The World Daily
€500 billion spent across 40 years on extreme weather in Europe

Photo by NOAA on Unsplash


By Patryk Krych | The World Daily | FEBRUARY 3rd 2022 


Over the course of the last four decades, it’s been found that extreme weather events such as flooding and severe storms have cost Europe an approximate sum of €500 billion, according to data published by the European Environment Agency (EEA).

Germany, France and Italy were found to be the worst hit countries in terms of the most money having been spent on extreme weather and climate damages. The data was published on Thursday, and no clear trends could be identified between increasing losses and climate change due to the fact that the majority of economic impacts had a tendency to be connected to a few major weather events.

About 60% of the documented economic losses had been linked to only 3% of the weather events over this recorded period of time.

“There is no clear pattern for the most extreme events – they are still random, to a large extent,” said one of the lead authors of the study, Wouter Vanneuville, of the EEA. “But adaptation is ongoing and is having an impact.”

However, he added that the lack of a trend should not be an invitation to remain calm about the situation – changing our infrastructure to be more resistant to extreme weather as it becomes more common and temperatures continue to rise is imperative.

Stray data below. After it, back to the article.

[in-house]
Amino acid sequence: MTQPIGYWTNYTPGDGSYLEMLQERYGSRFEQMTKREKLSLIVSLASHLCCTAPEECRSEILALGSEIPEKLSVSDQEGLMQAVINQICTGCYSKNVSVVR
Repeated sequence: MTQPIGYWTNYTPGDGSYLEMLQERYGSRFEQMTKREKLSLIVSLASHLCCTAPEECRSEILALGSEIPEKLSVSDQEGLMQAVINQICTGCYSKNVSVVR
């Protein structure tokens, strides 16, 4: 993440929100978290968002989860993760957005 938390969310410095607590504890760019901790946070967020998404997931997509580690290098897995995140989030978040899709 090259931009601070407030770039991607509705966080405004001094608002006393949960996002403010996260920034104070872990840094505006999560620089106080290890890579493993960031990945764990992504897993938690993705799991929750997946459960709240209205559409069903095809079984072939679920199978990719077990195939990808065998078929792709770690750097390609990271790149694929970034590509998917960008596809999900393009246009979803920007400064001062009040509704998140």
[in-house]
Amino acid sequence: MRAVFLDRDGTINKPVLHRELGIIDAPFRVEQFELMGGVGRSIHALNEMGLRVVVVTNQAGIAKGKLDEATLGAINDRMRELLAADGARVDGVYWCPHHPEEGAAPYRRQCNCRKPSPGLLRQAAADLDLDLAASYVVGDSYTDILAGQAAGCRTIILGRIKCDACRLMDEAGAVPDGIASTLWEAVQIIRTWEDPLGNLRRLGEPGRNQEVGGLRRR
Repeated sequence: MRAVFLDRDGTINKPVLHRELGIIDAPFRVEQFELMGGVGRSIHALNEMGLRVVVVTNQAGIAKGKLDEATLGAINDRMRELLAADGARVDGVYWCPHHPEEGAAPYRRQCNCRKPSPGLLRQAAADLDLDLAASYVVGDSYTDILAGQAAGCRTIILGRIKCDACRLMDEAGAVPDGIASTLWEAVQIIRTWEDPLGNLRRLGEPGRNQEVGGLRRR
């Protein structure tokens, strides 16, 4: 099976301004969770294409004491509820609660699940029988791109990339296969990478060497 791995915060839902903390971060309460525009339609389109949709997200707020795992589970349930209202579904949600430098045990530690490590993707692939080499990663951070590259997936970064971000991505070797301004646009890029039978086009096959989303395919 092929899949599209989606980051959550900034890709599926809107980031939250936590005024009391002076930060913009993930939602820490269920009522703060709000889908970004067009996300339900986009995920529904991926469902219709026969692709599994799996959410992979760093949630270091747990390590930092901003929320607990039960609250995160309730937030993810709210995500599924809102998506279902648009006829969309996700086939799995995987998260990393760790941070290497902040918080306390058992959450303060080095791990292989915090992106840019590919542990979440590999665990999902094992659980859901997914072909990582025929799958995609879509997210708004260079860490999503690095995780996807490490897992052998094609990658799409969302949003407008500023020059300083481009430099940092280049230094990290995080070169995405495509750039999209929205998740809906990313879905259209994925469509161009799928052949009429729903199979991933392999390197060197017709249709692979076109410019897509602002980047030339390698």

“The reason we don’t see a trend is not that climate change is not real, but because a lot of actions are going on against climate change. More and more countries are implementing adaptation strategies,” said Vanneuville.

Between the periods of 1980 to 2020, somewhere between 90,000 and 142,000 recorded deaths had been connected with extreme weather – primarily with heatwaves, which had been particularly bad in recent years.


In terms of the worst-recorded economic damages, the majority had been linked to flooding and other hydrological events. These had been accountable for around 44% of all economical losses. After hydrological events, the most damaging were the meteorological weather events, such as violent storms and winds. Depending on the dataset, these amount to around 39% of all economic damages.

“Even if we reach net zero emissions before 2050, adaptation will still be needed to keep the impacts limited,” added Vanneuville.

2002 had seen the worst in terms of ecological damages to EEA countries related to climate, largely from hydrological events, with nearly €40 billion in damages having been recorded in that year alone. In 2020, these total damages had amounted to around €12 billion, the majority related to climatological events.

The UK isn’t fully included in this data, as it primarily focuses on EEA countries, and since Brexit, the UK had chosen not to be members of the EEA. This in spite of several non-European Union countries such as Norway still being EEA members.


By Patryk Krych | © The World Daily 2022 

Source: The Guardian,